Remote Video Inspection System

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RVIS system in use at the Orient, Maine port of entry, January, 1997


In the early 1990s, the US Immigration and Naturalization Service (INS) was interested in finding ways to enable low-risk travelers to enter the United States from Canada at small ports of entry after inspection services had ended for the day. INS commissioned its contractor EDS, as well as the Department of Transportation John A. Volpe National Transportation Systems Center and its contractors Labblee Inc. and Bishop Systems to develop and deploy a system that transmitted audio, video and data to an inspector at a nearby 24-hour port of entry. The system was originally named "Remote Inspection Communicator And Remote Document Observer" (RICARDO), but the name was changed to Remote Video Inspection System (RVIS) prior to its first deployment.

RVIS consisted of a series of cameras with pan/tilt/zoom capability, an amplified speakerphone, a card reader and a telecommunications device for the deaf (TDD). There were vehicle sensors at the Canada–United States border that initiated the system, and exit sensors that alerted operators that a drive-by had occurred. There were also area lights, a text display and a traffic signal. Some ports of entry had electronic gates for traffic management. Inspectors at the remote location could control the PTZ cameras, and conduct a verbal interview with the driver and passengers.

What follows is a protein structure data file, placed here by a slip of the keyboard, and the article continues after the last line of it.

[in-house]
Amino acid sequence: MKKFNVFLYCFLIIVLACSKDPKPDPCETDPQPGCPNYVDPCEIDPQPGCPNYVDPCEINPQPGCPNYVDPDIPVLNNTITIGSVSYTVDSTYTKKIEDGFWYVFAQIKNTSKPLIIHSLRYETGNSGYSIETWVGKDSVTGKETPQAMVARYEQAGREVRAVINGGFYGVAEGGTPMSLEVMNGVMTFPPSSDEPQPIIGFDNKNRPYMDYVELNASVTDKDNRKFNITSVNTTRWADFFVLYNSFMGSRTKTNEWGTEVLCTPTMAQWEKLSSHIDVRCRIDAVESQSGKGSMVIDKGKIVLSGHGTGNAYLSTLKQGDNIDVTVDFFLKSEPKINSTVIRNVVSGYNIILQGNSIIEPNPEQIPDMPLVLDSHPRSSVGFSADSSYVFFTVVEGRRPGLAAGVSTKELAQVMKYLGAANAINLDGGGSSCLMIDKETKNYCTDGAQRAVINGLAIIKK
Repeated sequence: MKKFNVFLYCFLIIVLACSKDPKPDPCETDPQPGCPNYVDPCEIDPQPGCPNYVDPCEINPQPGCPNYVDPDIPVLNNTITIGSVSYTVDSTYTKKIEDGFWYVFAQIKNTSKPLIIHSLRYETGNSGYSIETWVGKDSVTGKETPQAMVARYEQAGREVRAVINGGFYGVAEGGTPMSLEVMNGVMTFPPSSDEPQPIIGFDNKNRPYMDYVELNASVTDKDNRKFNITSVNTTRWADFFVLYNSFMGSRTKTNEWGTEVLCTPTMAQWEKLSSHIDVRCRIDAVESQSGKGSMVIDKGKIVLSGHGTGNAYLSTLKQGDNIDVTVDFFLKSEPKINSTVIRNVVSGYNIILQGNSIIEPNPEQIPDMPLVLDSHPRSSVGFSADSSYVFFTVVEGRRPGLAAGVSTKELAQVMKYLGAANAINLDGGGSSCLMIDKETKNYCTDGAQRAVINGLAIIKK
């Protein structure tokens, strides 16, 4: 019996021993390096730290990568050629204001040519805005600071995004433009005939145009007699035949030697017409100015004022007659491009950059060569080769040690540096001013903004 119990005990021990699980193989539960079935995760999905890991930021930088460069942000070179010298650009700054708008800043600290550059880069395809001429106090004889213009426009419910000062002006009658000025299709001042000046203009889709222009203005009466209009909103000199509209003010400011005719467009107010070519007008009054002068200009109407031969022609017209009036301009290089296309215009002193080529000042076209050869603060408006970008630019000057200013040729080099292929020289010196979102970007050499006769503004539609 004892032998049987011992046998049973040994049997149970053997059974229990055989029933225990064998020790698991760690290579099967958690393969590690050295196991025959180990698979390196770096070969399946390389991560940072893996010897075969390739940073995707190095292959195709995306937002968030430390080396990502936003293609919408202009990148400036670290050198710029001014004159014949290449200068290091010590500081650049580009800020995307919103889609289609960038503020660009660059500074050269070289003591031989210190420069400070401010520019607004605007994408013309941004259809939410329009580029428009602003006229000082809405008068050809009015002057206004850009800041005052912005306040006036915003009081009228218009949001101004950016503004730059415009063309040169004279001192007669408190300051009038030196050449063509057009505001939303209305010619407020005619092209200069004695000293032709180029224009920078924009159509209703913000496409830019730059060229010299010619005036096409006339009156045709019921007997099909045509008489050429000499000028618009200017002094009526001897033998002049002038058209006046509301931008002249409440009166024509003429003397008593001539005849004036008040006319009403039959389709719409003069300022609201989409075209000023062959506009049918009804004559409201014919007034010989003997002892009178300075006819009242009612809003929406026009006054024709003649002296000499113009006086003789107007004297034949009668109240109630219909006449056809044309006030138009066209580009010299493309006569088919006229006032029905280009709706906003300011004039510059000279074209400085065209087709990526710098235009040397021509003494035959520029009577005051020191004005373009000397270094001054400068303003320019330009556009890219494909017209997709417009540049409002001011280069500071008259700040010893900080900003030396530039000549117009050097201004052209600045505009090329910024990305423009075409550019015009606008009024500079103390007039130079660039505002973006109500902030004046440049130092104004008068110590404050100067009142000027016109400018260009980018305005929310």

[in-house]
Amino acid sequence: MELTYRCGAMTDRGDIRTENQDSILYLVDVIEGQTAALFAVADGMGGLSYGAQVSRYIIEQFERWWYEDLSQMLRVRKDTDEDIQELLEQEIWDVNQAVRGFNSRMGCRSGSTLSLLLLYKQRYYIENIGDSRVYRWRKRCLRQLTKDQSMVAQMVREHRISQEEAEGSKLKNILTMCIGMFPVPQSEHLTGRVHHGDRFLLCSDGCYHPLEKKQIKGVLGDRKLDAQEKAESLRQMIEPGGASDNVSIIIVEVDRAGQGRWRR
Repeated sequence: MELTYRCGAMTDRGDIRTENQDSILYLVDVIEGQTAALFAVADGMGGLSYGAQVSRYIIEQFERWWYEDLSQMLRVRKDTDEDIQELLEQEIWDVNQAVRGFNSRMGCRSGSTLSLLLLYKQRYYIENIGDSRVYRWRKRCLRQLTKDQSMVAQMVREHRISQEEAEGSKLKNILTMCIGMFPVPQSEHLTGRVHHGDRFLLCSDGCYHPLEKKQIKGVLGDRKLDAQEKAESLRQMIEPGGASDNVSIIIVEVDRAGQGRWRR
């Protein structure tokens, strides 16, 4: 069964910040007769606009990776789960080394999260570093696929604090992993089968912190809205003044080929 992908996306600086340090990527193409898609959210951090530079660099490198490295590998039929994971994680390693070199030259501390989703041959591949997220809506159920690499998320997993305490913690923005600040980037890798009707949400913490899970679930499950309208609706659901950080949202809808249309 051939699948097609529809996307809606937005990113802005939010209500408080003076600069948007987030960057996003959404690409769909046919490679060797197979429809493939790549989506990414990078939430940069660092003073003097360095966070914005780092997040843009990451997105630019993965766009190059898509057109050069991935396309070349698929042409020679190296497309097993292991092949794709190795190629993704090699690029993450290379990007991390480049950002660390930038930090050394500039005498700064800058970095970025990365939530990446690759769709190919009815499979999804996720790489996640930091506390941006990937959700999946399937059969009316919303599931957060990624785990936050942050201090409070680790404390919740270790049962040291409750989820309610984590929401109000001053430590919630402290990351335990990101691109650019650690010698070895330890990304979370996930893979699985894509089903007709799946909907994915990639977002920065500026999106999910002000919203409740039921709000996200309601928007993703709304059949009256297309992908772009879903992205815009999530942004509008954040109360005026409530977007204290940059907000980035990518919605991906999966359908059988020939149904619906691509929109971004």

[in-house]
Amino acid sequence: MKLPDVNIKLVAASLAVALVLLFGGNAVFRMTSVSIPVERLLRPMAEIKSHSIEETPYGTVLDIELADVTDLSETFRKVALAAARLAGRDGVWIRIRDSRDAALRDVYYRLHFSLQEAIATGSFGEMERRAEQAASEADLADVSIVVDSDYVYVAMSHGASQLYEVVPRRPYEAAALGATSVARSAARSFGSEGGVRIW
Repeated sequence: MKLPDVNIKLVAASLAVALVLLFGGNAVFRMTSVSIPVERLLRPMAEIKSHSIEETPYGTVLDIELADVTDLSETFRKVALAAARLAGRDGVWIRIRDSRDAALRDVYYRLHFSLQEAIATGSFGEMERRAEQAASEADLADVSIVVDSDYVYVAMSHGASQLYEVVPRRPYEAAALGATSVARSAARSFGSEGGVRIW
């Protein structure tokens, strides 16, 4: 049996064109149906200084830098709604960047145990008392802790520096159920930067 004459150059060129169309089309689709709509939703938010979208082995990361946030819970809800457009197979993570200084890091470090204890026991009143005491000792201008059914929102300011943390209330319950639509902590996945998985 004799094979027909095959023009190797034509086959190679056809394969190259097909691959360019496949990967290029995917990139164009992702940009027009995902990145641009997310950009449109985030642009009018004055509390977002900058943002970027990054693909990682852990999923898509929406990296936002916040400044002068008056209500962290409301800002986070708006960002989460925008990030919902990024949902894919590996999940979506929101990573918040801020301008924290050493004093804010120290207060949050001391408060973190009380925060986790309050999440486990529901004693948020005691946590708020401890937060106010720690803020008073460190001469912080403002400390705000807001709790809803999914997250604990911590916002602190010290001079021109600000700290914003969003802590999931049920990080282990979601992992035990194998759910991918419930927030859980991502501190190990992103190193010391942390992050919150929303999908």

The first two RVIS sites were at the border crossings of Forest City and Orient in Maine in 1996. Before the end of the decade, RVIS systems had been deployed at the following ports of entry:

An additional RVIS System was planned for Morses Line, Vermont, but residents there informed the INS that they did not want the system.


The RVIS system never achieved its full potential because its deployment pre-dated the rollout of high speed data networking at all ports of entry, which caused the video transmission to be slow and cumbersome. In addition, the events of 9/11/2001 changed the emphasis of the border inspection agencies from one of facilitation and service to one of counterterrorism and homeland security, and the RVIS system was officially decommissioned on November 1, 2002.[1]

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